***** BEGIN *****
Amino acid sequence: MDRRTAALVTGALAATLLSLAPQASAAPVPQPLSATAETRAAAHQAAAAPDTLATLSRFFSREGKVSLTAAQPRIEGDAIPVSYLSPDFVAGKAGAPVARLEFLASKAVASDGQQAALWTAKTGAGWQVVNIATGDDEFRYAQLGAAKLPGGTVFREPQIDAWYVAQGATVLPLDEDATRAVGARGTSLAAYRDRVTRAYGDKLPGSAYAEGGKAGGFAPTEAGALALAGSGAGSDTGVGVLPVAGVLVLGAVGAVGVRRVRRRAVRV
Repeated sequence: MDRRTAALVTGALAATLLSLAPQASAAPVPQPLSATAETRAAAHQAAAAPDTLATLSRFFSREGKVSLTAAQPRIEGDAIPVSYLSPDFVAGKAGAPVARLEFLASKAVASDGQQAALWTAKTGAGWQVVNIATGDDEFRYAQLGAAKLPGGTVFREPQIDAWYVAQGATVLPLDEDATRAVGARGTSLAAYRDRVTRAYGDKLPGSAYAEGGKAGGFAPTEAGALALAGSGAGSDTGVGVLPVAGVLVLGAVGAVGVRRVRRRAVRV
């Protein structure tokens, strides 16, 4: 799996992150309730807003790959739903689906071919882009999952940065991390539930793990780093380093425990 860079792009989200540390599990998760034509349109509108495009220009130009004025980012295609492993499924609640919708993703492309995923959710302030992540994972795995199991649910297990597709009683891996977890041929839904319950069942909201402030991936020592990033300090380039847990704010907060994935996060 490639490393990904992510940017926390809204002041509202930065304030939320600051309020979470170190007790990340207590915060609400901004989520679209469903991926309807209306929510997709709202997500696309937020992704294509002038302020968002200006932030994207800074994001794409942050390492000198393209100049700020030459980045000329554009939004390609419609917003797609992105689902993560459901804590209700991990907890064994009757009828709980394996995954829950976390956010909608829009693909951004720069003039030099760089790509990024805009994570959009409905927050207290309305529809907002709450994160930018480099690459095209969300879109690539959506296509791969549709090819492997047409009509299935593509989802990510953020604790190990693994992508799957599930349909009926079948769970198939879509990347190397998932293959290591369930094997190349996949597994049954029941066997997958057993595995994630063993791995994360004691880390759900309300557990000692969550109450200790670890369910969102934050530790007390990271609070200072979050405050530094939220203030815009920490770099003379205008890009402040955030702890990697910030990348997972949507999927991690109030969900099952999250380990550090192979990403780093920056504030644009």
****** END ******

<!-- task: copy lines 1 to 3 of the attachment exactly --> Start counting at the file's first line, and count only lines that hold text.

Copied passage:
Amino acid sequence: MDRRTAALVTGALAATLLSLAPQASAAPVPQPLSATAETRAAAHQAAAAPDTLATLSRFFSREGKVSLTAAQPRIEGDAIPVSYLSPDFVAGKAGAPVARLEFLASKAVASDGQQAALWTAKTGAGWQVVNIATGDDEFRYAQLGAAKLPGGTVFREPQIDAWYVAQGATVLPLDEDATRAVGARGTSLAAYRDRVTRAYGDKLPGSAYAEGGKAGGFAPTEAGALALAGSGAGSDTGVGVLPVAGVLVLGAVGAVGVRRVRRRAVRV
Repeated sequence: MDRRTAALVTGALAATLLSLAPQASAAPVPQPLSATAETRAAAHQAAAAPDTLATLSRFFSREGKVSLTAAQPRIEGDAIPVSYLSPDFVAGKAGAPVARLEFLASKAVASDGQQAALWTAKTGAGWQVVNIATGDDEFRYAQLGAAKLPGGTVFREPQIDAWYVAQGATVLPLDEDATRAVGARGTSLAAYRDRVTRAYGDKLPGSAYAEGGKAGGFAPTEAGALALAGSGAGSDTGVGVLPVAGVLVLGAVGAVGVRRVRRRAVRV
């Protein structure tokens, strides 16, 4: 799996992150309730807003790959739903689906071919882009999952940065991390539930793990780093380093425990 860079792009989200540390599990998760034509349109509108495009220009130009004025980012295609492993499924609640919708993703492309995923959710302030992540994972795995199991649910297990597709009683891996977890041929839904319950069942909201402030991936020592990033300090380039847990704010907060994935996060 490639490393990904992510940017926390809204002041509202930065304030939320600051309020979470170190007790990340207590915060609400901004989520679209469903991926309807209306929510997709709202997500696309937020992704294509002038302020968002200006932030994207800074994001794409942050390492000198393209100049700020030459980045000329554009939004390609419609917003797609992105689902993560459901804590209700991990907890064994009757009828709980394996995954829950976390956010909608829009693909951004720069003039030099760089790509990024805009994570959009409905927050207290309305529809907002709450994160930018480099690459095209969300879109690539959506296509791969549709090819492997047409009509299935593509989802990510953020604790190990693994992508799957599930349909009926079948769970198939879509990347190397998932293959290591369930094997190349996949597994049954029941066997997958057993595995994630063993791995994360004691880390759900309300557990000692969550109450200790670890369910969102934050530790007390990271609070200072979050405050530094939220203030815009920490770099003379205008890009402040955030702890990697910030990348997972949507999927991690109030969900099952999250380990550090192979990403780093920056504030644009």